Friday, 2 March 2012

Ethnicity = Opportunity

One morning while getting dressed for work I was watching re-runs of Ugly Betty, this episode was about Betty and her Colleague Mark both applying for the traineeship of their dreams that would fast track them to their dream jobs as magazine editors.
Betty the less stylish out of the two decided to pitch her idea for a magazine for young women who wanted to be empowered by strong influential intelligent women rather than to be influenced by the fashion world, whereas Mark the Stereotypical bitchy gay guy pitched his industry savvy idea for yet another fashion magazine.
After he over-confidently flaunted his perfect glossy magazine in Betty’s face, to his, Betty’s and everyone else’s surprise it was Miss Betty Suarez that was granted the life changing traineeship.
Pissed off and upset with Betty’s Glory gloating, Mark told her that the only reason that she got the traineeship over him was because of her ethnicity. Naturally I wanted to shout at my TV “you bitter F@#$*!” But as I’d emotionally invested in Marks Character and had already decided that if he were real we would deffo be B.F.F’s, I gave him the benefit out the doubt, and it turns out that he was telling the truth.
When applying to university I didn’t get the grades that were required for my course. So in a panic with my heart racing I called up my first choice uni and explained that I hadn’t gotten the grades and wanted to know where this left me. To my surprise the sweet lady on the other end of the phone told me “congratulations dear, you still have your place” I was so relieved that it didn’t even cross my mind how I still had my place even though I clearly missed the grades. It wasn’t until a year or so later that my friend told me that her friend who lived on the next road to mine also didn’t get the grades for her uni course but because of our post code she was accepted on the course as there was apparently some scheme running at the time for universities to accept people from our neck of the woods whether they made the grades or not.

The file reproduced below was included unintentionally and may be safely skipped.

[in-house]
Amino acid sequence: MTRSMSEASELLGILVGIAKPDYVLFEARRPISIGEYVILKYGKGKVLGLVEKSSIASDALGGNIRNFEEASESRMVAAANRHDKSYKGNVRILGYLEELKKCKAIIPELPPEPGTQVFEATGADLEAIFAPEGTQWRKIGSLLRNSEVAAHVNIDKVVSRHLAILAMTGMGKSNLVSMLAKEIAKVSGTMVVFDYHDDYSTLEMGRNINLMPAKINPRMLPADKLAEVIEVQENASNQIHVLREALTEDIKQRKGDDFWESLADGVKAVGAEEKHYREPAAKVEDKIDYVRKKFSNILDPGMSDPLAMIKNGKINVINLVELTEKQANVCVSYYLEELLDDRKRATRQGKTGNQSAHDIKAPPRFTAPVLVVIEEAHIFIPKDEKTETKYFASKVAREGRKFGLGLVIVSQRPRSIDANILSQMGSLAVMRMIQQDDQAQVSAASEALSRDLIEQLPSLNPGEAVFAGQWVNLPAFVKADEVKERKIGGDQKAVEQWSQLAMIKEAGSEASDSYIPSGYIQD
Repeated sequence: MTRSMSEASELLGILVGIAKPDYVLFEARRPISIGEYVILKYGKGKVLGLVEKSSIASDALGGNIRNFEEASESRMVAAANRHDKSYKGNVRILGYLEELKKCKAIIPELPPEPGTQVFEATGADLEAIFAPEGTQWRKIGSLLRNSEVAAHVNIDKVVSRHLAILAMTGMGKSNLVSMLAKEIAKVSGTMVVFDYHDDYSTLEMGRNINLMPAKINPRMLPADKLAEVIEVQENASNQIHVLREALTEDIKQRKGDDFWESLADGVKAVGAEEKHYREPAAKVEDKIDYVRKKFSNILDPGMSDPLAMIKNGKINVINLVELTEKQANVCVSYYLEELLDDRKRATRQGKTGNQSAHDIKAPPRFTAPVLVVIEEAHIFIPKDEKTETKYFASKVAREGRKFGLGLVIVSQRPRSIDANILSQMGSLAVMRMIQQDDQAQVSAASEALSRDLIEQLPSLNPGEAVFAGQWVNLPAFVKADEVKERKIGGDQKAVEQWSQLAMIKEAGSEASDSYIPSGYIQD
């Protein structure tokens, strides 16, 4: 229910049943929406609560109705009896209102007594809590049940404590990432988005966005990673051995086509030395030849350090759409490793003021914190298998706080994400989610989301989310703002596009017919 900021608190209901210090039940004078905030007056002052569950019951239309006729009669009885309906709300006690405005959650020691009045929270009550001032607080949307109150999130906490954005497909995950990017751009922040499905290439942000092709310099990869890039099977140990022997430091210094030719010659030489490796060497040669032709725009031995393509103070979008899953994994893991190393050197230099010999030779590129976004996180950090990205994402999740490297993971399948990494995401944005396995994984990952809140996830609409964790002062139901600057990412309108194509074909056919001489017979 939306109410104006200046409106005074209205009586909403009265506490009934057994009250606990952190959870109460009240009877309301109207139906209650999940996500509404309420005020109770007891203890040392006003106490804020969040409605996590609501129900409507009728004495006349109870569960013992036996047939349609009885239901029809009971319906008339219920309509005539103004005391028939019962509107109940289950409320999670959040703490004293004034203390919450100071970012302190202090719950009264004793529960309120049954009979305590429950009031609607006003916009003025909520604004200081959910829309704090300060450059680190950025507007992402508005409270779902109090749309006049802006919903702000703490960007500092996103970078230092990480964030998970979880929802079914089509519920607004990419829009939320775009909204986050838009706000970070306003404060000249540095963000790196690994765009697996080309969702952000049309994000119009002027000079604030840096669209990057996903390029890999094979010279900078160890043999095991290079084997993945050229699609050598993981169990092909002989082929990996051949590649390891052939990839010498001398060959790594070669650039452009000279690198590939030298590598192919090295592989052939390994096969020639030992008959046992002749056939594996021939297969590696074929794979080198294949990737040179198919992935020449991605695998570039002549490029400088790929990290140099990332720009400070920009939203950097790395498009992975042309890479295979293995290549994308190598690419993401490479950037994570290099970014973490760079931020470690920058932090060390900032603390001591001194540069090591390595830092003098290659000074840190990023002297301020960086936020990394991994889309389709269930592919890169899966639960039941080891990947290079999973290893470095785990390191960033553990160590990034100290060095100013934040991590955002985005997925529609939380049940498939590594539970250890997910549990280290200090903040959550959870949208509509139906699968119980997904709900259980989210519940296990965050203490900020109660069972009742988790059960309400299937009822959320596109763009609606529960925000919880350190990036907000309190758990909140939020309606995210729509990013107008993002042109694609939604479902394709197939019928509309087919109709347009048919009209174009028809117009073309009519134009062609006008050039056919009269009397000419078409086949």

When she told me this I couldn’t help but feel that I had been pitied upon and that because I don’t come from the most prestigious neighbourhood that I was felt sorry for and given a ‘chance’ in life because without their help, people from ‘disadvantaged neighbourhoods’ like me would never be able to go to university and further themselves. Really?!
You might think that I’m being silly and unreasonable but I can totally understand why Betty got so pissed off. I like Betty may not come from the best neighbourhood or may not be the right shade of light but that doesn’t mean that I won’t work hard to prove my worth, value and intelligence. But then on the flipside as much as I hate to admit it, if that scheme wasn’t running at the time I probably would’ve had to re-sit exams and would’ve either fallen a year behind or ended up at a uni that I had no desire to go to.
There are so many schemes out there that help people from ‘ethnic minorities’ or ‘disadvantages backgrounds’ etc and to some extent this is a good thing, as it presents plentiful opportunities that perhaps without this type of ‘help’ wouldn’t be impossible (because nothing is impossible), but would perhaps just take a lot more time. But then at the same time people are quick to preach how people should not be treated different because of the colour of their skin, to never judge a book by its cover and that all people are equal. Then why do schemes like this exist and why on earth are we still filling out forms that ask us to state out ethnicity if race is not the issue?
Someone once told me that they applied for a job as an experiment. They applied for the exact same position, and wrote identical details on both application forms, the only difference was on one form they wrote their real name which happened to be an African name and on the other they wrote a fake name which was a typical English name and guess who got the call for the interview… Ding-a-ling a-ling for those that guessed the English name!
I would love to pretend that we live in a world where these things no longer happen or that race no longer matters but it does big time which begs the question; When we live in a world that still ignorantly makes a point of employing people based of how English their name sounds or how well they physically fit in with what society deems as acceptable, should the so called underdogs of society meaning the common and the ethnic people of this world be offended or sceptical when the same society that puts and attempts to keep us down also attempts to lend a helping hand? Is there a catch 22 or should we just shut our mouths accept the helping hand and run with it for our future?
What are your thoughts on this? Have you ever been given an opportunity based on something others perceive to be disadvantageous? How did it make you feel?
Love Sara (A little lady with many opinions). xxx

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